Malmö University Publications
Change search
CiteExportLink to record
Permanent link

Direct link
Cite
Citation style
  • apa
  • ieee
  • modern-language-association-8th-edition
  • vancouver
  • Other style
More styles
Language
  • de-DE
  • en-GB
  • en-US
  • fi-FI
  • nn-NO
  • nn-NB
  • sv-SE
  • Other locale
More languages
Output format
  • html
  • text
  • asciidoc
  • rtf
Hormonal and stress-related effects in men aged 25-35, from daily intake of Lactobacillus probiotic dietary supplements
Malmö University, Faculty of Health and Society (HS), Department of Biomedical Science (BMV).
2021 (English)Independent thesis Advanced level (degree of Master (Two Years)), 20 credits / 30 HE creditsStudent thesis
Abstract [en]

Background: There is a bidirectional communication system between the gut-microbiota and the brain. Probiotics are live microorganisms that should have health benefits on the host. Modulations of the gut-microbiota using probiotics to target inflammation, stress and depression have shown promising results in rodent studies and are now to be proven in human subjects. 

Method: 20 male participants aged 25-35, were aliquoted into three groups. All groups consumed placebo tablets for two weeks. For additionally six weeks, two of the groups were administered different commercially available probiotic tablets containing Lactobacillus reuteri and the last group continued the placebo tablets. Venous blood samples and a questionnaire about general wellbeing were collected at baseline, after two weeks, and at the end of the eight weeks study. Cortisol was analysed by electrochemiluminescence immunoassay (ECLIA). An enzymatic colorimetric test was used to determine glucose concentrations (GOD-PAP). Soluble urokinase plasminogen activator receptor (suPAR) concentrations determined with ELISA. Oxidative stress was carried out using Free Oxygen Radicals Testing (FORT).

Results: For all biomarkers no significant differences were found (p>0.05). For the questionnaires, a significant difference was found in the placebo group. Here, a general wellbeing improved throughout the study. 

Conclusion: The present study was affected by the COVID-19 pandemic, which led to a decrease in number of participants, change of environment and sampling at different times of the day which could have had an impact on diurnal variation. Although none of the biomarkers showed statistically significant results, further investigations of Lactobacillus reuteri in human subjects are necessary. In addition, this study highlights the importance of developing a robust model for translating findings in rodent studies to healthy human subjects.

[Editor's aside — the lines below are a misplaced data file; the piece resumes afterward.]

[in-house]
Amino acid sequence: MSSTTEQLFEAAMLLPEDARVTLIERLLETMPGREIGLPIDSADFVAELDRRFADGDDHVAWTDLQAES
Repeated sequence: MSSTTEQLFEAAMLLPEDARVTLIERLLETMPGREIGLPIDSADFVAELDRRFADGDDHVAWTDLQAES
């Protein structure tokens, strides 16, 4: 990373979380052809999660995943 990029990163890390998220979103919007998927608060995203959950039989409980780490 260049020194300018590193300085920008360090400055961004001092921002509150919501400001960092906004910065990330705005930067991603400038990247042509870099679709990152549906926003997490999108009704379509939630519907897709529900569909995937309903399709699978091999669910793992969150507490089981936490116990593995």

Place, publisher, year, edition, pages
2021. , p. 25
Keywords [en]
Cortisol, inflammation, Lactobacillus reuteri, microbiota, probiotic, stress
National Category
Medical Biotechnology (with a focus on Cell Biology (including Stem Cell Biology), Molecular Biology, Microbiology, Biochemistry or Biopharmacy)
Identifiers
URN: urn:nbn:se:mau:diva-43491OAI: oai:DiVA.org:mau-43491DiVA, id: diva2:1566385
Educational program
HS Biomedical Surface Science
Supervisors
Examiners
Available from: 2021-06-15 Created: 2021-06-15 Last updated: 2021-06-15Bibliographically approved

Open Access in DiVA

No full text in DiVA

Search in DiVA

By author/editor
Bertelsen, Sissel Asser
By organisation
Department of Biomedical Science (BMV)
Medical Biotechnology (with a focus on Cell Biology (including Stem Cell Biology), Molecular Biology, Microbiology, Biochemistry or Biopharmacy)

Search outside of DiVA

GoogleGoogle Scholar

urn-nbn

Altmetric score

urn-nbn
Total: 126 hits
CiteExportLink to record
Permanent link

Direct link
Cite
Citation style
  • apa
  • ieee
  • modern-language-association-8th-edition
  • vancouver
  • Other style
More styles
Language
  • de-DE
  • en-GB
  • en-US
  • fi-FI
  • nn-NO
  • nn-NB
  • sv-SE
  • Other locale
More languages
Output format
  • html
  • text
  • asciidoc
  • rtf